The best way to ensure employees have an adequate level of competency is to provide them with appropriate and thorough training. Training undoubtedly remains one of the most, and often the only, effective ways of sharing this expertise, and achieving health and safety compliant behaviour in the workplace. It is never enough to assume operatives will simply pick up safety ‘on the job’. Good training can ensure that workers understand how accidents occur, how they can prevent them and what their responsibilities are. It can also help integrate safe working procedures into everyday work life, and give workers the confidence to act safely and competently, even under time pressure, or in situations with multiple stakeholders where differing interests are present on site. Comprehensive training means not only a higher standard of safety but also a more efficient workforce.
Cause for optimism
The good news is that people are recognising this. There’s been a huge growth in demand for health and safety training to provide a comprehensive range of off-the-shelf technical training solutions, and bespoke safety training courses for all scenarios. What’s more, although you can’t put a price on it, training need not be expensive, either in cost or time. Admittedly, working at height is dangerous – but when you’ve still got a job to get done, managing and controlling the risks will help to make sure it gets done safely. Ultimately, when it comes to working safely at height, the risks need to be fully assessed and the appropriate precautions taken in order to reduce the risk of potential accidents. Accidents and injuries can be minimised or avoided by following the Work at Height guidelines: ensure the appropriate equipment is used, making sure it’s in full working order, it’s being operated by workers who know how to use the equipment and who know how to do so safely. It genuinely is possible to work safely at height through a careful combination of using the right equipment, and having the appropriate training to go with it. In summary • Work at height should be avoided where possible • In cases where work at height cannot be avoided, the appropriate equipment must be used, meaning equipment that is the safest and most suitable for the job, that is well maintained and in full working order, and supported by appropriate safety wear • Further measures should be taken to minimise the distance and consequences of any fall • Workers must receive comprehensive training – the more training, the better the likely outcome If these precautions are followed – no matter if a worker is working on a roof from a 2.5m access tower, or cleaning a wall from the first rung of a step ladder – the risk of an accident when working at height can be reduced, and employers can stop their operatives from becoming just another statistic.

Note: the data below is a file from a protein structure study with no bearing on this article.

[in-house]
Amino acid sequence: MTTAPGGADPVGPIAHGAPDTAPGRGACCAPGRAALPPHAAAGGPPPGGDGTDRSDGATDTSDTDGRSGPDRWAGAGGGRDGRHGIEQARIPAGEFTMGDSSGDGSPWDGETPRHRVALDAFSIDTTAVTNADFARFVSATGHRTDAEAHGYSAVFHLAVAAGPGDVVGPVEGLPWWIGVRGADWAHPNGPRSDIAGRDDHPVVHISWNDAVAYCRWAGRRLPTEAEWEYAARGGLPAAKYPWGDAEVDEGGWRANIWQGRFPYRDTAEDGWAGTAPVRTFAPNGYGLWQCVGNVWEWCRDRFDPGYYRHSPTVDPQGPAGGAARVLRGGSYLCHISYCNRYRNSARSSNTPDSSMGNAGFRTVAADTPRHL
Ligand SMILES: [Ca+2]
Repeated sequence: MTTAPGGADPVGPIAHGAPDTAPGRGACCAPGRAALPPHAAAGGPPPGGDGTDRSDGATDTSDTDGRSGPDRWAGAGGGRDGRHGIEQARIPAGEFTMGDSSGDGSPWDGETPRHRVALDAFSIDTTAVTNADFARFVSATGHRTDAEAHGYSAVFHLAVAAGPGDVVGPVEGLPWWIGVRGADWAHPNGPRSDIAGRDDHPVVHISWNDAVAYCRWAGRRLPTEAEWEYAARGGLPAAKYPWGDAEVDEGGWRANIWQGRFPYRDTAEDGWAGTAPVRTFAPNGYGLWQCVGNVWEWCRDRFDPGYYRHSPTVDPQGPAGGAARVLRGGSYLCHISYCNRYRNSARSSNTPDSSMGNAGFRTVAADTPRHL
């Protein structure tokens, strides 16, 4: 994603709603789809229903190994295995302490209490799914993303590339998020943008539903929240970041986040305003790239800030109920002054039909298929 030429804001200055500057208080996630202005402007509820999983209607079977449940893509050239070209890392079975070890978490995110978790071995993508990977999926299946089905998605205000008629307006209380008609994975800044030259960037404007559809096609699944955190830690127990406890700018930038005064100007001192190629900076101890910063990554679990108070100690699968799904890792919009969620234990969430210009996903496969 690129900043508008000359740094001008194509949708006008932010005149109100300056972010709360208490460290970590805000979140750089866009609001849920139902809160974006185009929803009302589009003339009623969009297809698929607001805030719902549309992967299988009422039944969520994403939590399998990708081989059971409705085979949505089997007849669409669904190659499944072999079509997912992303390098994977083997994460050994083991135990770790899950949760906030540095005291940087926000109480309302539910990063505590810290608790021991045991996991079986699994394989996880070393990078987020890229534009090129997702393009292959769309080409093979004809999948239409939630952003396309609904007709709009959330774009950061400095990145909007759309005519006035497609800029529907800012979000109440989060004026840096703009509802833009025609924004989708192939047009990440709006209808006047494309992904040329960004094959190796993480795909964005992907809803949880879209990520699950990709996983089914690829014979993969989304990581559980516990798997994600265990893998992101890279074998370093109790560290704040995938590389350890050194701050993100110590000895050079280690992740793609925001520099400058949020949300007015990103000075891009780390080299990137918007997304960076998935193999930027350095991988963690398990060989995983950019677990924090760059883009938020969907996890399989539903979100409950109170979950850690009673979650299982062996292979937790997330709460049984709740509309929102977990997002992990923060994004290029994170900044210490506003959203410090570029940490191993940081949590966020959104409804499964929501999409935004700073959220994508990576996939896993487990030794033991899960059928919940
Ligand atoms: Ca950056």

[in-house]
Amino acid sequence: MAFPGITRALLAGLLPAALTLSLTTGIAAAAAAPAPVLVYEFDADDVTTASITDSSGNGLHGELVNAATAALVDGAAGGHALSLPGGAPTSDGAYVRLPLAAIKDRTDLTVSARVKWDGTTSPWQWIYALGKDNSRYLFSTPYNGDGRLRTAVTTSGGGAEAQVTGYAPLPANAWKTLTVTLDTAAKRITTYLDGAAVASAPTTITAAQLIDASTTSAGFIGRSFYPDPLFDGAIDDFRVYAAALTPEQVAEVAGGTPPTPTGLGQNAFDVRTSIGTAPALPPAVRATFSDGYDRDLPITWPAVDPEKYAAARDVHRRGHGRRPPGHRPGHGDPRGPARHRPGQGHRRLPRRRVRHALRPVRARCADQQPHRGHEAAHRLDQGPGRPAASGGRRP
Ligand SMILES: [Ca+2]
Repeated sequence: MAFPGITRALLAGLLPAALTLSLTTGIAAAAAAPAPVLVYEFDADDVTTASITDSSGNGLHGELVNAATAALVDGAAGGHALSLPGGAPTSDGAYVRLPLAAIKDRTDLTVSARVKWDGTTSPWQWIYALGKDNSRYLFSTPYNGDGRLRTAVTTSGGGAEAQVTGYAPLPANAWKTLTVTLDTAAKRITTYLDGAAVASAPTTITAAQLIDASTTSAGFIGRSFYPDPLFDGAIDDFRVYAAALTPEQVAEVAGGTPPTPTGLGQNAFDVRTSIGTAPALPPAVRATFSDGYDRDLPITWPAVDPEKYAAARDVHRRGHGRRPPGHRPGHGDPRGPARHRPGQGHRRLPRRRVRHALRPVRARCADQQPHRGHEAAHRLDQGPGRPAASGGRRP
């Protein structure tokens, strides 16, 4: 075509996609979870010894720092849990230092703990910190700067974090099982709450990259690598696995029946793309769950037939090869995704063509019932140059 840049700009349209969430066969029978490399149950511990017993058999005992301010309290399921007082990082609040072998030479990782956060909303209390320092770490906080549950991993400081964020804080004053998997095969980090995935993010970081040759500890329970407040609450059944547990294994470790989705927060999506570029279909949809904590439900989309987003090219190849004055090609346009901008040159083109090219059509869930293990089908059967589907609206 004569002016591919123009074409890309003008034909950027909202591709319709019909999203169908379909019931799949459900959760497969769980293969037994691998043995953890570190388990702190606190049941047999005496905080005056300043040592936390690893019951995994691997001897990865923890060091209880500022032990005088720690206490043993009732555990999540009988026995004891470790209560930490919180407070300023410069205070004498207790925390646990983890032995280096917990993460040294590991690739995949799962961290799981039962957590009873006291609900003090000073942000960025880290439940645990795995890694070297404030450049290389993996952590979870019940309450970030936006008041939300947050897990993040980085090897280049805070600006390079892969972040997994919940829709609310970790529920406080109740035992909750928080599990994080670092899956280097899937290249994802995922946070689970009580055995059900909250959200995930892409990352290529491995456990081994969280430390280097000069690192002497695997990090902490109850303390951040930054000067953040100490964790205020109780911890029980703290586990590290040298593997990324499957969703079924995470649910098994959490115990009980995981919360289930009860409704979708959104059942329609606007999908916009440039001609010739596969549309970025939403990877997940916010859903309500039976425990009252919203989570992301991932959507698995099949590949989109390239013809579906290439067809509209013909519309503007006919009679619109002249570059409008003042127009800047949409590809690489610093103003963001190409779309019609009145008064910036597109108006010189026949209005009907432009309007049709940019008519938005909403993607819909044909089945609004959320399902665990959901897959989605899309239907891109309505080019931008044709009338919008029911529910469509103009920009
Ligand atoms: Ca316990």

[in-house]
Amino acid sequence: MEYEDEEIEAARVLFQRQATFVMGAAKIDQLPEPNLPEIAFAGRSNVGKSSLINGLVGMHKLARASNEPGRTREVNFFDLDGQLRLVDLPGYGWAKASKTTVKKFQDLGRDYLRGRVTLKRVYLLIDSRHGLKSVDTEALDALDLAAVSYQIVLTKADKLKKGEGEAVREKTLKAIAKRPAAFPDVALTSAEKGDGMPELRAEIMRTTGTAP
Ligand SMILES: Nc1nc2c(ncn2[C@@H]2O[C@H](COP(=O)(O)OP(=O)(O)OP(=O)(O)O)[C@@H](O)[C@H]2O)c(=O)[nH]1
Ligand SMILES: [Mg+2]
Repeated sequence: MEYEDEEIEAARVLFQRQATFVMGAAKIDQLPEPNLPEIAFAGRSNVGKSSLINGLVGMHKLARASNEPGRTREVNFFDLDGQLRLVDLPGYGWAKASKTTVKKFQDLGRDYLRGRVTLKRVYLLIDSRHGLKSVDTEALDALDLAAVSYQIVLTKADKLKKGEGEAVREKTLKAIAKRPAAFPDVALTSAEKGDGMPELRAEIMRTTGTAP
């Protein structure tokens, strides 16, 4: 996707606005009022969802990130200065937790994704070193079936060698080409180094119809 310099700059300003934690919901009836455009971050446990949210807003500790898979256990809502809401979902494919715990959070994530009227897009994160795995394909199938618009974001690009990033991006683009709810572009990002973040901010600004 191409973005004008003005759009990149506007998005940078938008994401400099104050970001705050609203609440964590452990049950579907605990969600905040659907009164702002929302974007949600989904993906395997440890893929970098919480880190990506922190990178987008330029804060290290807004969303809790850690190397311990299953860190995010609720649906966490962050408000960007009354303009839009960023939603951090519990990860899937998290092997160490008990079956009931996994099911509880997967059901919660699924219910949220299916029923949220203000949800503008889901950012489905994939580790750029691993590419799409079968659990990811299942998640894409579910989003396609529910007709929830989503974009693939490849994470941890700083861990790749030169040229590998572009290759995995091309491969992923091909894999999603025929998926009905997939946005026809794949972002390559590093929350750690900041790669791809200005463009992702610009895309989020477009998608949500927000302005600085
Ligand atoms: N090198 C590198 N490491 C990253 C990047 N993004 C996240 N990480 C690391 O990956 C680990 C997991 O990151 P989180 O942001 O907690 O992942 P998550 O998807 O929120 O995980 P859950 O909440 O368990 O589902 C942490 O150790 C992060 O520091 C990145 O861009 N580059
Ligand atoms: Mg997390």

Published: 01st Sep 2012 in Health and Safety International